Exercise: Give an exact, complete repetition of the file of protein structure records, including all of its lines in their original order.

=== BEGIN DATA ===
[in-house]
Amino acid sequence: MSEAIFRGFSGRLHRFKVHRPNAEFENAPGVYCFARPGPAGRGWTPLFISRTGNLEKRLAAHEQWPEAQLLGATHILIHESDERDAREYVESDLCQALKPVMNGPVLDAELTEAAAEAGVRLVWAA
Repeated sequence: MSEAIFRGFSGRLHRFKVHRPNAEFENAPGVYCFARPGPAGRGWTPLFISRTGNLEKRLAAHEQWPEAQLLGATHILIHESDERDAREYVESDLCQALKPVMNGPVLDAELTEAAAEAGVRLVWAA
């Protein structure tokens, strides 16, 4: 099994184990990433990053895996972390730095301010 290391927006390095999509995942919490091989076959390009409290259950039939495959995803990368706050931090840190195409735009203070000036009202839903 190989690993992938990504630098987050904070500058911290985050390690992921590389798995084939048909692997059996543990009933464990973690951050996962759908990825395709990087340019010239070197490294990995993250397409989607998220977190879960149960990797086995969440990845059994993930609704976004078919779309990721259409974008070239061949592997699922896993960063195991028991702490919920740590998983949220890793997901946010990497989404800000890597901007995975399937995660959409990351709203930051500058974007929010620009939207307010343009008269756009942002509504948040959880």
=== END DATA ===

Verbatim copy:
[in-house]
Amino acid sequence: MSEAIFRGFSGRLHRFKVHRPNAEFENAPGVYCFARPGPAGRGWTPLFISRTGNLEKRLAAHEQWPEAQLLGATHILIHESDERDAREYVESDLCQALKPVMNGPVLDAELTEAAAEAGVRLVWAA
Repeated sequence: MSEAIFRGFSGRLHRFKVHRPNAEFENAPGVYCFARPGPAGRGWTPLFISRTGNLEKRLAAHEQWPEAQLLGATHILIHESDERDAREYVESDLCQALKPVMNGPVLDAELTEAAAEAGVRLVWAA
């Protein structure tokens, strides 16, 4: 099994184990990433990053895996972390730095301010 290391927006390095999509995942919490091989076959390009409290259950039939495959995803990368706050931090840190195409735009203070000036009202839903 190989690993992938990504630098987050904070500058911290985050390690992921590389798995084939048909692997059996543990009933464990973690951050996962759908990825395709990087340019010239070197490294990995993250397409989607998220977190879960149960990797086995969440990845059994993930609704976004078919779309990721259409974008070239061949592997699922896993960063195991028991702490919920740590998983949220890793997901946010990497989404800000890597901007995975399937995660959409990351709203930051500058974007929010620009939207307010343009008269756009942002509504948040959880």